By on February 9, 2017

2017 Nissan Titan King Cab and Titan XD King Cab, Image: Nissan

In 1977, Nissan released the revolutionary King Cab option for the Datsun 620 pickup, which opened up 10 extra inches of space behind the front row of seats for people or stuff.

Forty years later, Nissan has revealed the new King Cab for the Titan and Titan XD, joining the Crew Cab and Single Cab options to round out the product line.

Interestingly, the Titan and Titan XD King Cab is offered with a rear-seat delete option, giving extra cargo space behind the front row for the coveted work-truck market.

2017 Nissan Titan King Cab Doors Open, Image: Nissan

The Titan and Titan XD King Cabs both have 78-inch-long beds, slotting nicely between the 67 inches of the Crew Cab and the 98.5 inches of the Single Cab bed. Like the other Titans, the only engines offered are the 5.6-liter gasoline V8 in the standard Titan, and either the gas V8 or the diesel Cummins V8 in the Titan XD.

2017 Nissan Titan King Cab rear seat cargo tray, Image: Nissan

The rear-hinged rear doors open 170 degrees to allow for easy access to the second row — or to your securely stowed cargo if you opted for the second-row seat delete. This could be a great option for contractors who need secure stowage for expensive tools and equipment. When the seat is eliminated, the Titan has a flat load floor and tie down hooks on the rear wall of the cab.

2017 Nissan Titan King Cab and Titan XD King Cab, Image: Nissan

The Nissan Titan and Titan XD King Cab will be available this spring. Pricing will be announced closer to the on-sale date.

2017 Nissan Titan King Cab, Image: Nissan

2017 Nissan Titan XD King Cab, Image: Nissan

[Images: Nissan]

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31 Comments on “Chicago 2017: Nissan Reveals Titan King Cab Option That’s Not Just For Passengers...”


  • avatar
    mason

    Rear seat delete? How bout a simple removable rear seat. On my older truck, my rear seat is often folded up for the extra storage space but it’s great to have it for the few times the kids are with me.
    I would also think a king cab with no optional rear seat would have a very limited market when it comes time to sell.

    • 0 avatar
      Drzhivago138

      Methinks 90% of King Cab Titans with rear seat delete will be S (fleet) models.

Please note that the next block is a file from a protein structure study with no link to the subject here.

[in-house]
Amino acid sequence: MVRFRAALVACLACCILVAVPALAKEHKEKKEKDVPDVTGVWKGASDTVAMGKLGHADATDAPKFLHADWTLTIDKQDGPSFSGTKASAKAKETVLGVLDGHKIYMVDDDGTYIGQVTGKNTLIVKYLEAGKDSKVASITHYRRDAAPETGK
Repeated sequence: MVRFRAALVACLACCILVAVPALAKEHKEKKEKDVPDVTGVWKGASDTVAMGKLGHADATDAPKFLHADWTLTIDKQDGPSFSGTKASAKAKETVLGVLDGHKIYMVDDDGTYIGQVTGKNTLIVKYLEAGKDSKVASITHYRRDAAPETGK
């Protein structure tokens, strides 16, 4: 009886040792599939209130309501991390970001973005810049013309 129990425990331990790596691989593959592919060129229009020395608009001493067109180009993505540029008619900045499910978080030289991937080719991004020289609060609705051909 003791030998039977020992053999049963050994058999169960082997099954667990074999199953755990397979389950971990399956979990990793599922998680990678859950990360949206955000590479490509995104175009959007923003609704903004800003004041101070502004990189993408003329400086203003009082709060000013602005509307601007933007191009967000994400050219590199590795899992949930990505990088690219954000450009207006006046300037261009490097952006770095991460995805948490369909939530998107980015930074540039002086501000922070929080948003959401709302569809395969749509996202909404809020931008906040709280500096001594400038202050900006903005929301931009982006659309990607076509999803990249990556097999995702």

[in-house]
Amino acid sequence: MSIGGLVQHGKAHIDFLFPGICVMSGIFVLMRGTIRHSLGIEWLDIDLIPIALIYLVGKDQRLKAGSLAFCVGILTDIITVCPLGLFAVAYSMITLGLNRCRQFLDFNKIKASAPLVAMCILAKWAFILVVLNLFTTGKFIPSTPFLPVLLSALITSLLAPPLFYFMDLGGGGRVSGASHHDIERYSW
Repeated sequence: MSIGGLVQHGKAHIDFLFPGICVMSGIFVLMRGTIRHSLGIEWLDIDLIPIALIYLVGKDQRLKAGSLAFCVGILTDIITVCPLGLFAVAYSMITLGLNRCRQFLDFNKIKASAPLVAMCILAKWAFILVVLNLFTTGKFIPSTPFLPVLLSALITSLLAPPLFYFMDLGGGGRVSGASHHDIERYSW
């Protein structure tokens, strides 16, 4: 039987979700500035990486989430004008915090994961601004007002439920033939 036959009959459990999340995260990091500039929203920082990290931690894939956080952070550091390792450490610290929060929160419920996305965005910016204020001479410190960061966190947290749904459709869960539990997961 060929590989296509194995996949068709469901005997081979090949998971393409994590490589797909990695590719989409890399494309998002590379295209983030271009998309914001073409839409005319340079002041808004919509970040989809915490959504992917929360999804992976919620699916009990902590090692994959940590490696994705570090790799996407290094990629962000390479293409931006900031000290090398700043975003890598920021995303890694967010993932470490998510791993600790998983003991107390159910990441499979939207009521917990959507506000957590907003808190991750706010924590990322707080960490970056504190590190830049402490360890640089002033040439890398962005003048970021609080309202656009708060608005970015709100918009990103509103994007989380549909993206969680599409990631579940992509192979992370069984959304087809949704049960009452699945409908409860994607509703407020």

• 0 avatar
      stuki

      You can’t well have a rear seat without all manners of costly safety equipment that are tough to make removable these days.

      I personally LOVE this option. Don’t particularly love the lack of an 8 foot bed, but compared to the space robbing, costly, never used rear seats in F150 Scabs, this is the perfect half-and-half between open storage in the bed, and plenty of enclosed, lockable storage in the cab. Camper in the bed, a pair of 10K mountain bikes in the cab, kind of thing…

      Or, for the work truck set, which Nissan is courting heavily with accessory lines, a King Cab 6.5 with a custom toolbox insert behind the seats, could easily be preferable to a reg 8 with a 1.5 foot toolbox permanently mounted in the bed for some use cases.

      It is a bloody truck, after all. One seat row is enough for quite a few truck use cases. Perhaps not enough to bother with for the 2000/day sales volumes Ford deals with, but upstarts like Nissan have to be on the look for under served niches. Like 5/8 tons, open back King cabs etc. Now, what about a reg cab, 9-10 foot bed revival…..

  • avatar
    Vulpine

    Rear seat delete is a nice idea, but I agree with mason that having them easily removable OR having a different kind of pedestal to clear the floor when the seats are raised would be a good idea. My biggest complaint about most is that you can’t clear that floor for gear with the seats raised.

  • avatar
    MRF 95 T-Bird

    “In 1977, Nissan released the revolutionary King Cab option for the Datsun 620 pickup, which opened up 10 extra inches of space behind the front row of seats for people or stuff.”

    A friend of mine once owned one of these. The 1st generation King Cab was not roomy enough for people and did not have a rear or jump seat like the later models. It was roomy enough for a couple of tool boxes or fishing poles.

  • avatar
    John-95_Taurus_3.0_AX4N

    I’m thinking about test driving a Nissan Titan XD Cummins single cab S trim.

    There, I said it.

    I recently went on a “hot shot” drive in a prev-gen Ram (Dodge) Ram 3500, it pays extremely well if you have your own truck.